Total Energy, one of the largest energy companies in the world, is preparing to stop the Dalia offshore field in Angola for a period of 35 days, which may reduce its total oil production during the month of March 2023.
A spokesman for the French company said that this stop will start on February 20, 2023, to enter the field in periodic maintenance work, according to Reuters.
Maintenance work includes checking the condition of subsea equipment and pipelines, as well as flare columns used to burn gases released during production operations.
The field’s production is 200,000 barrels
The production of the Dalia oil field in Angola is approximately 200,000 barrels per day, and traders dealing with the offshore oil field expect that export shipments will be completely cut off during the month of March 2023, due to maintenance that requires the closure of wells and platforms.
This is expected to affect Angola’s export plans during the month of March 2023, to drop it to only 30 shipments, according to the specialized energy platform.
The French company tended to partially exit from some Angola oil projects during the past year, before returning in mid-2022 to confirm investment in other fields.
On January 18, 2022, Total Energy announced the signing of a deal to sell some of its non-operating stakes in Angola to the local company Sumuel, as part of a plan aimed at focusing on assets with low costs and emissions.
The deal included the sale of the French company’s 50.01% stake in Angola Block 14 BV joint venture, according to specialized platform S&P Global.
The signing of the sale deal came in conjunction with the decline in Angola’s oil production during 2021, to its lowest level in 17 years.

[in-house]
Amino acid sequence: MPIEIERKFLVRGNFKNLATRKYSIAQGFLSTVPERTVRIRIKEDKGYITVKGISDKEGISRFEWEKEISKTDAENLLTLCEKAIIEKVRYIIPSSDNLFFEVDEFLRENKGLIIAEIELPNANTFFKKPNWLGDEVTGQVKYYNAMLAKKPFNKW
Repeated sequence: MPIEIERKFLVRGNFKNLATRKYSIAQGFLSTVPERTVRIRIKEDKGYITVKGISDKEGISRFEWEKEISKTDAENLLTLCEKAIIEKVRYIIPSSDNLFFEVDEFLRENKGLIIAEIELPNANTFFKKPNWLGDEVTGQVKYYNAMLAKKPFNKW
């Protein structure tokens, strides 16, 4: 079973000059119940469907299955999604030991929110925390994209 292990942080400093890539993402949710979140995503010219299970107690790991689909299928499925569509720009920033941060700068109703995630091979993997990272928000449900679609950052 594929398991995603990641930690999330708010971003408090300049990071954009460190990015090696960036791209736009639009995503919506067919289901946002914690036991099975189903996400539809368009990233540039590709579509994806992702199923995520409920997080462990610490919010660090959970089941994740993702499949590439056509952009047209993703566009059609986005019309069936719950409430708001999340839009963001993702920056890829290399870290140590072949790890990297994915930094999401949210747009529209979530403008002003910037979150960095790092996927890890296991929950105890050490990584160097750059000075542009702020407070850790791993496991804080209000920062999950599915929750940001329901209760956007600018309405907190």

The average production of the country located in south-central Africa, during 2021, was approximately 1.13 million barrels per day, while it reached approximately 1.9 million barrels per day during 2008, which is the record peak year that is always referred to to measure the progress and decline of production at the level of all oil projects in the country. .
Angola bypasses Nigeria for theft
Angola ranked second among the largest oil-producing African countries until 2021, but the stagnation of production in Nigeria due to the exacerbation of the phenomenon of theft made it ranked first in 2022, according to what was monitored by the specialized energy platform.--
Angola began drilling for oil during the colonial era in 1915, to announce the first offshore oil discovery in 1968, and then gained independence from Portugal in 1975.-
The country gained membership in OPEC in 2007, and oil production currently accounts for nearly 50 percent of its gross domestic product, according to the specialized energy platform.
A number of international companies have a strong presence in the Angolan oil and gas sector, most notably the French Total Energy, the American Exxon Mobil, the British oil company BP, and the Italian Eni.
Total is investing in two new fields
The Angolan government offers many incentives to international companies to strengthen their presence in the sector as part of a plan aimed at reaching a production rate of 1.3 million barrels per day over the next 3 years.
In this context, France’s Total Energy made a decision, in July 2022, to make a final investment in the Begonia oil field off the coast of the country.
This field consists of 5 wells with an expected production capacity of 30,000 barrels per day, and the initial investment cost in the field is approximately $850 million.
The French company’s board of directors also approved the final investment in Angola’s first two non-associated gas projects, Quilma and Mapukweru.
It is expected that the production of these two fields will start in mid-2026, provided that the gas extracted from them will be transported to the Angola Liquefied Natural Gas (ALNG) terminal, in preparation for exporting it abroad.
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